The four-part series explores the most exalted and influential idea in Western Classical music and, for the first time, demonstrates the surprising way in which it has shaped us and our modern world. Presented by Simon Russell Beale, the academic consultant was Prof Trevor Herbert (Music).
The first episode, ‘Genesis and Genius’, begins amidst the turmoil of the French Revolution with the arrival in England of Joseph Haydn, dubbed the ‘Father of the Symphony’. It continues with Mozart, the genius who wrote his first symphony at the age of eight, and Beethoven, the revolutionary who created the idea of the artist as hero and whose Eroica Symphony changed music for ever.
The music is performed by the Orchestra of the Age of Enlightenment, conducted by Sir Mark Elder.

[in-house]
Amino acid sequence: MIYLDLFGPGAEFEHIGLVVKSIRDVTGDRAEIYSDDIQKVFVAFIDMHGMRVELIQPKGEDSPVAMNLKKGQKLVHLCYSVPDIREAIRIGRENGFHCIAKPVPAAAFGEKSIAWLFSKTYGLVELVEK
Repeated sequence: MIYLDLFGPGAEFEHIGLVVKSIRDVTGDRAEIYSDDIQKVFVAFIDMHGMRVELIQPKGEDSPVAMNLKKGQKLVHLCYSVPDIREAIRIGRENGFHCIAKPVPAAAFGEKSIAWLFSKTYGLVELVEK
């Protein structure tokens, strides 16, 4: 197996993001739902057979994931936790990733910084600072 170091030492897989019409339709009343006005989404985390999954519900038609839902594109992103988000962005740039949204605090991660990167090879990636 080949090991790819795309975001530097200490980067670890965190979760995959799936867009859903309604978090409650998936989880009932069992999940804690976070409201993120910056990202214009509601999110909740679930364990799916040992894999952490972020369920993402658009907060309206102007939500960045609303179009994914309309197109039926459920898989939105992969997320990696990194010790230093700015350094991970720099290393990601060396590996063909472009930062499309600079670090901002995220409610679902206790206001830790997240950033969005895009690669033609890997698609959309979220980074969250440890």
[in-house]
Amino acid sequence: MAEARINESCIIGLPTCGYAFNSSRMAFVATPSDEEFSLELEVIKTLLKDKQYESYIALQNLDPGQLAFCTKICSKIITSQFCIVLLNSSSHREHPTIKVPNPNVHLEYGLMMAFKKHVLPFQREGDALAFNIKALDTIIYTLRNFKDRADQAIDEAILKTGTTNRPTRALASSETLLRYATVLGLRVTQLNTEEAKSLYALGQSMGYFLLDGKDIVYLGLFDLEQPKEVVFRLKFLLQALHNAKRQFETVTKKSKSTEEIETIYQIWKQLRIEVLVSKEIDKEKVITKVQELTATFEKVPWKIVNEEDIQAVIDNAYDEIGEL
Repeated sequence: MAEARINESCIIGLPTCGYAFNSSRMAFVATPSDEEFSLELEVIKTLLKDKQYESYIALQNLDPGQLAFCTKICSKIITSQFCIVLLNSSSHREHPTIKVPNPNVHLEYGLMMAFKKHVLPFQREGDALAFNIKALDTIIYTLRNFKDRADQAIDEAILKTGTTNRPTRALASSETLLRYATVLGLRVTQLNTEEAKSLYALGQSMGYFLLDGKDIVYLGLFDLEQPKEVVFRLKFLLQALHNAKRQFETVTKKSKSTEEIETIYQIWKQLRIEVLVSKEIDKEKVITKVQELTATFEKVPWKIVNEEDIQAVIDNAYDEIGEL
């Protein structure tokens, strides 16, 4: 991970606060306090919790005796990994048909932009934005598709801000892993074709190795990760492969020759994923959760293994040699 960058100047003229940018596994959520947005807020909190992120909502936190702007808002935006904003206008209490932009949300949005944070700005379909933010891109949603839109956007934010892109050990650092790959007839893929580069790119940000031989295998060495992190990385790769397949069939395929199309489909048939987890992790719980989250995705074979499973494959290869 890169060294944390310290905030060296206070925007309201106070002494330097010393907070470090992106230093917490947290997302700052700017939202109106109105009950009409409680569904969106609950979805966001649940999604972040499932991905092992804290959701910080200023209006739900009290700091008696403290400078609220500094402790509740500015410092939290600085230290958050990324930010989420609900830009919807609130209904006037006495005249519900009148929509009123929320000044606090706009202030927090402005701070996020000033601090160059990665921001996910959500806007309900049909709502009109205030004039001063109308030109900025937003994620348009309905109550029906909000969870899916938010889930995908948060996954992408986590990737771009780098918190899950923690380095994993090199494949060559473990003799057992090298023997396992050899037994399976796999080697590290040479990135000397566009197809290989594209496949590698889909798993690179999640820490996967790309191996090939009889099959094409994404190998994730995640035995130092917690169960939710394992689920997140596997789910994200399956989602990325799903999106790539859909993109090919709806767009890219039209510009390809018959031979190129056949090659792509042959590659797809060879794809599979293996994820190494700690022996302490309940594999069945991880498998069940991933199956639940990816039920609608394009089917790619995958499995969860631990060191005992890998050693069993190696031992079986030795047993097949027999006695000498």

The second episode looks at the symphonies of Beethoven, Schubert, Berlioz and Liszt.
The programme is a co-production between the BBC and The Open University. To coincide with the BBC broadcast, OpenLearn has a dedicated page to the Symphony and Music at the OU here. For each of the four episodes, OpenLearn will feature an article from a member of the OU’s music department, extending the scope of the series and ultimately looking at the current state of the symphony.
More details on the BBC series may be found here.